Penicillin is often the first line of defense for treating a bacterial infection. You might not consider garlic as a form of medicine, but the plant has potent antibacterial agents that might destroy bacteria in much the same way that penicillin does. Once you know the benefits and drawbacks of penicillin and garlic, you can talk to your doctor about whether either has a place in your treatment plan.
Garlic has been used as an antibacterial and antiseptic agent for centuries. Ancient cultures used garlic to treat leprosy and as a clotting treatment for horses. Garlic was also used as a treatment for deafness during the Middle Ages. American Indian tribes used garlic to treat scurvy, flatulence and earaches. Garlic inhalation was also used as a treatment for tuberculosis. During World War II, garlic was used as an antibacterial agent to disinfect wounds. The compound in garlic responsible for its antibacterial capabilities is called allicin, which is a type of sulfur that cleanses and purifies.
Clinical trials indicate that garlic has the ability to help treat certain bacterial infections, though its use is limited. A 2006 study in the "Journal of Nutrition" found that garlic supplements can help treat Helicobacter pylori, a bacteria that can cause gastric ulcers. A 2001 study, also published in the "Journal of Nutrition," found that Helicobacter pylori infection and stomach cancer rates were lower among patients who consumed garlic. The study also found that raw garlic juice can kill bacteria that causes diarrhea, and that garlic might be effective at treating strains of bacteria that are resistant to traditional antibiotics.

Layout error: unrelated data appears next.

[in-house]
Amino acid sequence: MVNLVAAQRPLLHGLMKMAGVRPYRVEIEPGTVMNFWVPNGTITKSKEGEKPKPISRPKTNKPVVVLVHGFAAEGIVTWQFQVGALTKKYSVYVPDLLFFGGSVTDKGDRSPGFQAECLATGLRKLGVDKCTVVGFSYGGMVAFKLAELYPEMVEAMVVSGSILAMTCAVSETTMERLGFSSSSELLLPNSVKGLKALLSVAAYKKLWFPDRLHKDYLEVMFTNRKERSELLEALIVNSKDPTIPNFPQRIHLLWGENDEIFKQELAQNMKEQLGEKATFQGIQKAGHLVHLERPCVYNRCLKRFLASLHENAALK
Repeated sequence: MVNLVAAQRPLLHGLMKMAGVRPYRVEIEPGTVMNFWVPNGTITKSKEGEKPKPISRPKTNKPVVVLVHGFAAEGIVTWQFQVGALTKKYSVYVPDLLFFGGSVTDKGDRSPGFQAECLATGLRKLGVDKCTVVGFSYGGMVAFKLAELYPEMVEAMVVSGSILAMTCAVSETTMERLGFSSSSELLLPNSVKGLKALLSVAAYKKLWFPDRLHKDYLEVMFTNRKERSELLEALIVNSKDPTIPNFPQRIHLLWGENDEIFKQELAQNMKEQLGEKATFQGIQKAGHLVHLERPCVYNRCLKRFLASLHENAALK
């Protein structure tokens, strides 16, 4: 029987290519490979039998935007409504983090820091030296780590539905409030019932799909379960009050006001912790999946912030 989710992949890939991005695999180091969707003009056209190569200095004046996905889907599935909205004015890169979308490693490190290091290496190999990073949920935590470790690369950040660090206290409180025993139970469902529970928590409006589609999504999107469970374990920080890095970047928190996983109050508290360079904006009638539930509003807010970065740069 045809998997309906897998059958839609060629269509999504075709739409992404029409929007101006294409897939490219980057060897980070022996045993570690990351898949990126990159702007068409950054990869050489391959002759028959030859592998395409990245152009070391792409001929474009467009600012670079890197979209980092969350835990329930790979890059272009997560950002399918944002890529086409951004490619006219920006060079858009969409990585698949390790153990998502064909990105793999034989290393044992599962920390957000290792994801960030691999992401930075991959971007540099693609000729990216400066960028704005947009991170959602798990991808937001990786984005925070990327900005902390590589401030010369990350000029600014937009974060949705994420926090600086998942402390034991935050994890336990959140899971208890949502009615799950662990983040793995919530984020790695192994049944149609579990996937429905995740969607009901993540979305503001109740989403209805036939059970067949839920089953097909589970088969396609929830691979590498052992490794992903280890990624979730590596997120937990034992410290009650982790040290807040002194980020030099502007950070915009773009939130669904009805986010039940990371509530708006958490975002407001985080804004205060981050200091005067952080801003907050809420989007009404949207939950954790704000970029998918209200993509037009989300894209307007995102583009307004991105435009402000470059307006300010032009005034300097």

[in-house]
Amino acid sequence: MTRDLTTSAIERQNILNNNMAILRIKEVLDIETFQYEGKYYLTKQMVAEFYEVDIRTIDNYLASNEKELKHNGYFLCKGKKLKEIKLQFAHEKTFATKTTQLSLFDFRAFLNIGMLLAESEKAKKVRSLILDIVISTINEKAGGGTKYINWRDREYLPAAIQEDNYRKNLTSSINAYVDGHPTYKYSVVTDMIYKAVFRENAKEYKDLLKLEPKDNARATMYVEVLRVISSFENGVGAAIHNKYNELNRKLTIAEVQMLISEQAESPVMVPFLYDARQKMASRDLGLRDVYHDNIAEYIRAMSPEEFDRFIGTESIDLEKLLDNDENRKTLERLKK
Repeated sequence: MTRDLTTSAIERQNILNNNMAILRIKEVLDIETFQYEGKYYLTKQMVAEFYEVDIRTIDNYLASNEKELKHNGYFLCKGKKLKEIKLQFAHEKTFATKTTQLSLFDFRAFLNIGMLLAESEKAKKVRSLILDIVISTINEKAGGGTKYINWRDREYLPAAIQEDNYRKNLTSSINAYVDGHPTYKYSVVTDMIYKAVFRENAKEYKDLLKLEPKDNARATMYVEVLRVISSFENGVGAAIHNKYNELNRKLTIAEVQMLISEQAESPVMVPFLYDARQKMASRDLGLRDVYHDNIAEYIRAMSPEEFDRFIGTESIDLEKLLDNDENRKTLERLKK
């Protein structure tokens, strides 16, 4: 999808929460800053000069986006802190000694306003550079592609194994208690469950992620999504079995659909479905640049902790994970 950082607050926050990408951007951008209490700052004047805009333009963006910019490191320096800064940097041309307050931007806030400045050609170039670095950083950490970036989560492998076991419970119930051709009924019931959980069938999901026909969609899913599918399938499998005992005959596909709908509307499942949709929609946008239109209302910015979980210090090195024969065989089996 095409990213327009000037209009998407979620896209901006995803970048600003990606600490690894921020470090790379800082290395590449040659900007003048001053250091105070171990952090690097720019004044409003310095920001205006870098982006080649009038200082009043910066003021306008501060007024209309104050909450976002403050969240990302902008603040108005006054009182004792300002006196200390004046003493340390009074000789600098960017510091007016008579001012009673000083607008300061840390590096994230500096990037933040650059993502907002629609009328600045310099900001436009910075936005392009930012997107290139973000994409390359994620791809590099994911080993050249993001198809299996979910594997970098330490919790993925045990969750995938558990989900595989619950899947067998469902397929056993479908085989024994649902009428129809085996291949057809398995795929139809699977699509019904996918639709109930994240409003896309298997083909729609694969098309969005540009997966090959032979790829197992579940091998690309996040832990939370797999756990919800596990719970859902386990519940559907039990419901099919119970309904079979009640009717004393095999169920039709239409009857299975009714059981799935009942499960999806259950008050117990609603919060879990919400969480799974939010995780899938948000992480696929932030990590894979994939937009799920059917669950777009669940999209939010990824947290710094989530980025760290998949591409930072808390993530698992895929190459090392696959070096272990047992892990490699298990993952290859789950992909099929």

Penicillin is used to treat a variety of bacterial infections. Penicillin works by eradicating illness-causing bacteria and by inhibiting their growth as you recover. There are numerous forms of penicillin, and each one is used to treat certain infections, but not all forms are effective for all bacterial infections. Penicillin is used to treat common infections, such as an ear infection or strep throat, as well as less common infections, such as gangrene and typhoid fever. Penicillin is only available in prescription form.
Tell your doctor if you have asthma, kidney disease, clotting disorders or any type of allergy before taking penicillin. Side effects include diarrhea, nausea, vomiting, vaginal discharge, thrush, fever, chills, easy bruising, rash and loss of consciousness. Tell your doctor if you have any of these side effects while taking penicillin. Garlic might be an effective alternative if you experience side effects. Speak with your doctor about whether garlic supplements might be effective for your type of infection. If you are allergic to penicillin, your doctor will prescribe a different antibiotic to treat your symptoms.
- Drugs.com: Penicillin
- Drugs.com: Garlic
- The Everything Superfoods Book; Delia Quigley and Brierley E. Wright
- The Journal of Nutrition: A Factorial Trial Including Garlic Supplements Assesses Effect in Reducing Precancerous Gastric Lesions
- The Journal of Nutrition: Protection Against Helicobacter Pylori and Other Bacterial Infections by Garlic
- MayoClinic.com: Penicillin (Oral Route, Injection Route, Intravenous Route, Intramuscular Route)